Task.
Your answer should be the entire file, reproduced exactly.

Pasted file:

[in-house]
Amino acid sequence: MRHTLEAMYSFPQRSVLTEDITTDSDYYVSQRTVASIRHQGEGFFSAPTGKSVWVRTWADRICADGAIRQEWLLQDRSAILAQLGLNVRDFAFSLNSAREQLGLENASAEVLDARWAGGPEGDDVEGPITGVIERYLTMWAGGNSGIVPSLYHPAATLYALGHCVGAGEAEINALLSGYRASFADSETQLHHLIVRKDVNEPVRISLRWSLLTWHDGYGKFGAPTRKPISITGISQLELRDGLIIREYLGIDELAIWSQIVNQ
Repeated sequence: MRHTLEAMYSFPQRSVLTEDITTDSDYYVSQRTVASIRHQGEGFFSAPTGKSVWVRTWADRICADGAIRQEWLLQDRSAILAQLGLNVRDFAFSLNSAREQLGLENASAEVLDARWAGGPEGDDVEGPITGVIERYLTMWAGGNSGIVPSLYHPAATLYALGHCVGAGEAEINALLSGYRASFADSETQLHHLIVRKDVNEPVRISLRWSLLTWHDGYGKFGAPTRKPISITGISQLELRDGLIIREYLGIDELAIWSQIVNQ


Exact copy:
[in-house]
Amino acid sequence: MRHTLEAMYSFPQRSVLTEDITTDSDYYVSQRTVASIRHQGEGFFSAPTGKSVWVRTWADRICADGAIRQEWLLQDRSAILAQLGLNVRDFAFSLNSAREQLGLENASAEVLDARWAGGPEGDDVEGPITGVIERYLTMWAGGNSGIVPSLYHPAATLYALGHCVGAGEAEINALLSGYRASFADSETQLHHLIVRKDVNEPVRISLRWSLLTWHDGYGKFGAPTRKPISITGISQLELRDGLIIREYLGIDELAIWSQIVNQ
Repeated sequence: MRHTLEAMYSFPQRSVLTEDITTDSDYYVSQRTVASIRHQGEGFFSAPTGKSVWVRTWADRICADGAIRQEWLLQDRSAILAQLGLNVRDFAFSLNSAREQLGLENASAEVLDARWAGGPEGDDVEGPITGVIERYLTMWAGGNSGIVPSLYHPAATLYALGHCVGAGEAEINALLSGYRASFADSETQLHHLIVRKDVNEPVRISLRWSLLTWHDGYGKFGAPTRKPISITGISQLELRDGLIIREYLGIDELAIWSQIVNQ